What are factors that may affect the outcome of a motorcycle accident case?

Factors that affect the amount of a settlement include: 

  • The severity of your injuries
  • Whether injuries cause permanent disfigurement or scarring
  • Loss of quality of life or independence
  • The cost and length of treatment for injuries
  • Lost income as a result of injuries
  • Pain and suffering

Factors that support your personal injury claim include:

  • Evidence + testimony (photographs of injuries or property damage)
  • Admissions of liability from the other party
  • If you seek medical attention immediately after the injury
  • If you carefully follow your treatment plan
  • Meeting procedural requirements and filing deadlines

Factors that might negatively affect your personal injury settlement include:

  • No witnesses or inconsistent, witnesses who are not credible
  • Lack of medical records to document your injuries
  • Whether you share liability for any part of the accident
  • Whether pre-existing conditions could have contributed to your injuries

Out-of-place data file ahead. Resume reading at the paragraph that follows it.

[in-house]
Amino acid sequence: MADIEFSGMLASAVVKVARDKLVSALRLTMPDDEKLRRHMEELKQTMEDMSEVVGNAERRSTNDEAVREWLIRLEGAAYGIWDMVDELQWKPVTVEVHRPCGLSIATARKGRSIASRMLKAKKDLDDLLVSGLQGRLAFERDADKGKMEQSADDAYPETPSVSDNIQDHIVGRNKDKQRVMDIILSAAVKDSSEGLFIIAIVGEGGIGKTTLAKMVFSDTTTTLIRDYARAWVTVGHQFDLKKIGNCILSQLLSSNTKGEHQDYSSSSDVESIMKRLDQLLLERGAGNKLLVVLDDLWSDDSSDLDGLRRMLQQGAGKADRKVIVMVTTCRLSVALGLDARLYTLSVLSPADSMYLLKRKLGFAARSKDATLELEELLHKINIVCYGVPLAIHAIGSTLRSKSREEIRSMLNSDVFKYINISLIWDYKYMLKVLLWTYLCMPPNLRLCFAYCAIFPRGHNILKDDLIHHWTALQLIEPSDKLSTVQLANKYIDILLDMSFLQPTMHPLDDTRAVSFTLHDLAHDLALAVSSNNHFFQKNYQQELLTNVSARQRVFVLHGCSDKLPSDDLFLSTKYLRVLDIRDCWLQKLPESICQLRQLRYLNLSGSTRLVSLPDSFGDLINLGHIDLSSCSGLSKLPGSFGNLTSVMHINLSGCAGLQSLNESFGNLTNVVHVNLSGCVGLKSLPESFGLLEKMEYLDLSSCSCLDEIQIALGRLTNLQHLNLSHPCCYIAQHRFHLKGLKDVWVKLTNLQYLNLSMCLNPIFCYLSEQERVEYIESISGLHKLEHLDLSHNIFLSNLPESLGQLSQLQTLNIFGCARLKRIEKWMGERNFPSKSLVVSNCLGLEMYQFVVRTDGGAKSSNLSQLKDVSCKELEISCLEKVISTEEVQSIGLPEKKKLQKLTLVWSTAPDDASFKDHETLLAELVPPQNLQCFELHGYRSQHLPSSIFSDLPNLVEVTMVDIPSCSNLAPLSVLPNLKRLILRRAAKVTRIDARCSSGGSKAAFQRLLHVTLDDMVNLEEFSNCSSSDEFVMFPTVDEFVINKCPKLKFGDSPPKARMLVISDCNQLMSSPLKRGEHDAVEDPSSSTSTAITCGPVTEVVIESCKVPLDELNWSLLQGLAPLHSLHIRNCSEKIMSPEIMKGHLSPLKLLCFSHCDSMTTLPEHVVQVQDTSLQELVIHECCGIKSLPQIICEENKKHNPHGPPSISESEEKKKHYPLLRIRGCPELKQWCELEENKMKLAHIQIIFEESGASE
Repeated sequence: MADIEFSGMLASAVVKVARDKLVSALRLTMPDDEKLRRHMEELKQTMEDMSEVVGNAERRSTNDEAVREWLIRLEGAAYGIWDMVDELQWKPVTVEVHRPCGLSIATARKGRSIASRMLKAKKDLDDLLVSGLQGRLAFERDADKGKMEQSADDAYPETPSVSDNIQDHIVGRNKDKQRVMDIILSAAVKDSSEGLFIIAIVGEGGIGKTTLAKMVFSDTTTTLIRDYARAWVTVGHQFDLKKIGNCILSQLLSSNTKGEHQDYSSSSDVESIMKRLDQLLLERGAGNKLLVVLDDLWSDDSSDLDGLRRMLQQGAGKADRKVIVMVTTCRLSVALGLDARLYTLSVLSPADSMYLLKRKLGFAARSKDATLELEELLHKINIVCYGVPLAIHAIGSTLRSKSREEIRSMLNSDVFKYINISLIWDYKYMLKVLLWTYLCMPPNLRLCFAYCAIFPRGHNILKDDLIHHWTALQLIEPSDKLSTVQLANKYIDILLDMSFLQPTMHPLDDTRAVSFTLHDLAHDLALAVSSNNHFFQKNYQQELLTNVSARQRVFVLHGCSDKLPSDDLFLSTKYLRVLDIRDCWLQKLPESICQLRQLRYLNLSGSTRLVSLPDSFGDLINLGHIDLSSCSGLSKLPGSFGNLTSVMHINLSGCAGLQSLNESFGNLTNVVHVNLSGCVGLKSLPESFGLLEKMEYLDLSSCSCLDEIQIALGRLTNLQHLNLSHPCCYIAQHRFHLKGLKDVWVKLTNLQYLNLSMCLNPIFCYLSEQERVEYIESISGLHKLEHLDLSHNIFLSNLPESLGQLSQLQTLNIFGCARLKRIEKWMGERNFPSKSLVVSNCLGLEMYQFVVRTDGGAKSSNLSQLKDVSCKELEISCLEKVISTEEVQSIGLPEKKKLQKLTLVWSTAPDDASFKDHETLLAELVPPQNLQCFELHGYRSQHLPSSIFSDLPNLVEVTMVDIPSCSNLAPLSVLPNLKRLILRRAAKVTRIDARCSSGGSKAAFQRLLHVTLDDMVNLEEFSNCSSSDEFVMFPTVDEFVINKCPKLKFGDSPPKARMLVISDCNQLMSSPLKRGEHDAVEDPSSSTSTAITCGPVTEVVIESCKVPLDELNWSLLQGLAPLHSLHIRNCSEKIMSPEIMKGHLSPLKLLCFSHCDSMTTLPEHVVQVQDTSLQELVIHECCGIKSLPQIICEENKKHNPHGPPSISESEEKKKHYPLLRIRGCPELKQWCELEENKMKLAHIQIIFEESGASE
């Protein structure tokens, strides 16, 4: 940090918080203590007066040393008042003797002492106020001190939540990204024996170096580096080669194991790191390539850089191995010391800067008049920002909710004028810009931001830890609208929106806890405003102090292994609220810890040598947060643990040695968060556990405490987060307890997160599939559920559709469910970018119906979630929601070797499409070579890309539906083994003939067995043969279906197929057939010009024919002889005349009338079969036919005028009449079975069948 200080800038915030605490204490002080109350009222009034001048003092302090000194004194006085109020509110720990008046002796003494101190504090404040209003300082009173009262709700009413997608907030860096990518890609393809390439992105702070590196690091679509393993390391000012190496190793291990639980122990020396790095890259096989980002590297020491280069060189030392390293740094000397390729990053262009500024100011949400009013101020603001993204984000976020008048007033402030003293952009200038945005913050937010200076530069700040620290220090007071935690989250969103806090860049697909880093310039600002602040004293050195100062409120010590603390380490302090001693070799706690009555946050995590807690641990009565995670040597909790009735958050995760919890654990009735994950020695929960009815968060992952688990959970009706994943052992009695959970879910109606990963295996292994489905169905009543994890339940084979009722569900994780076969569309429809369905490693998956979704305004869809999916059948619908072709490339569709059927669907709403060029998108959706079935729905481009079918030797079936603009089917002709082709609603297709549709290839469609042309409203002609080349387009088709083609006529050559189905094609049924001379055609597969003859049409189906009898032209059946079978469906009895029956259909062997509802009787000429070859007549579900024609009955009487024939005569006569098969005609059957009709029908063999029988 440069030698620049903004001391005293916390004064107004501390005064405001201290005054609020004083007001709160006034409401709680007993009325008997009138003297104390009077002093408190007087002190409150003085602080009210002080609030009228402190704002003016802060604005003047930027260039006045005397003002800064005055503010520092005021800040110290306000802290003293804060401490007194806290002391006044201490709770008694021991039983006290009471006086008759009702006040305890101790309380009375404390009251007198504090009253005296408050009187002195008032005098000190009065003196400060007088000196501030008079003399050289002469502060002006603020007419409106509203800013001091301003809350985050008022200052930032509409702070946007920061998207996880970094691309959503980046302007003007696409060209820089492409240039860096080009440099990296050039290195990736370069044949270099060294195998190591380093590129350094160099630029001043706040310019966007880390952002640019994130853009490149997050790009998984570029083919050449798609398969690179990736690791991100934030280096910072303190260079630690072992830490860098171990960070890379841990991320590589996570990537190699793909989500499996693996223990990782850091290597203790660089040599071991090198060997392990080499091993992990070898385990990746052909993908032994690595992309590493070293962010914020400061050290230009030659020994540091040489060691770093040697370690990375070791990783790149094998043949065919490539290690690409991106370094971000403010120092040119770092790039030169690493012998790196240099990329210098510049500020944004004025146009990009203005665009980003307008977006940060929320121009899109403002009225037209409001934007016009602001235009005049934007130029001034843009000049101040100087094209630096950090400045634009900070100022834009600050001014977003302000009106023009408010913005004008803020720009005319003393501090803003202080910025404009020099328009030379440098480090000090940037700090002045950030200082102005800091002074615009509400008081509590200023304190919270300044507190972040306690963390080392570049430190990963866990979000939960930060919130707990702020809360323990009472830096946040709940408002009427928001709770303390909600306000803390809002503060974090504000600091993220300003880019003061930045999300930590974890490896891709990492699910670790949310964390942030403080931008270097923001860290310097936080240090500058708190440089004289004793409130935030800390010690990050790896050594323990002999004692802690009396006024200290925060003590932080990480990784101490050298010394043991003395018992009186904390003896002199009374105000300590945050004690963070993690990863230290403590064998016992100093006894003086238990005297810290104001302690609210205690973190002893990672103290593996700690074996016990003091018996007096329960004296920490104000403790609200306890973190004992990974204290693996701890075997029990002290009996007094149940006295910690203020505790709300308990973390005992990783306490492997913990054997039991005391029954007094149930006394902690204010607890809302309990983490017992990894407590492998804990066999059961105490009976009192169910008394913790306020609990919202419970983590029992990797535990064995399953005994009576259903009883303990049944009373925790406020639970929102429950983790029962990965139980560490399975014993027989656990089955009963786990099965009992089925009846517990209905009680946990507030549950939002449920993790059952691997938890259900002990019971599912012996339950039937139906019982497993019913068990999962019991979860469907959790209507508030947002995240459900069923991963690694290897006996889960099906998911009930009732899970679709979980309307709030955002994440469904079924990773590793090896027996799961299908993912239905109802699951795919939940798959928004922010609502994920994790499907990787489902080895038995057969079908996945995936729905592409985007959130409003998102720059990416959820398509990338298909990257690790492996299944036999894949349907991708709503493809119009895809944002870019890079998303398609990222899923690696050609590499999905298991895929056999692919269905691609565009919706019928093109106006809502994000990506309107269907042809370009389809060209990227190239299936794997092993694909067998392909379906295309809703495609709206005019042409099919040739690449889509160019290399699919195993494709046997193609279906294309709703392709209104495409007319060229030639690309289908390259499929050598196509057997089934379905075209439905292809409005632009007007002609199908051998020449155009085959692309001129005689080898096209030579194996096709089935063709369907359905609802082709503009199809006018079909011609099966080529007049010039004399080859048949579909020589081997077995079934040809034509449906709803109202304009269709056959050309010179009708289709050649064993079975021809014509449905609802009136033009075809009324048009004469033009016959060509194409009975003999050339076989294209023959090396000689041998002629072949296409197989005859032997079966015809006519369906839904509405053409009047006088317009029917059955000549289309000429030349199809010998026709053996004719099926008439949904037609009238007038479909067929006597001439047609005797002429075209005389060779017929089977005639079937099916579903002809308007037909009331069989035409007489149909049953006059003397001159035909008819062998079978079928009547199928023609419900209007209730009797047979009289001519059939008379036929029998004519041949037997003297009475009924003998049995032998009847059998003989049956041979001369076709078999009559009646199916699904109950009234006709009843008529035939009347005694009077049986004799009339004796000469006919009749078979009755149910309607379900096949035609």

Call Us Today

The legal team of Gina Corena & Associates is dedicated to fighting for the rights of the people who suffer life-changing injuries in car, truck and motorcycle accidents and other personal injury cases. 

We wish you safe driving, but if you or a loved one has been seriously or fatally injured in a motorcycle crash and want outstanding legal representation, call us today to schedule a free consultation. We are always here to help. Call Gina Corena & Associates now at (702) 680-1111 for a free case evaluation.

We work to provide our clients with skilled legal advice in a timely, efficient manner. We take great pride in having recruited the toughest trial attorneys in Nevada. Let our experienced motorcycle accident attorneys win a fair settlement in your case.

CALL US 24/7

Schedule A Free
Injury Consultation Below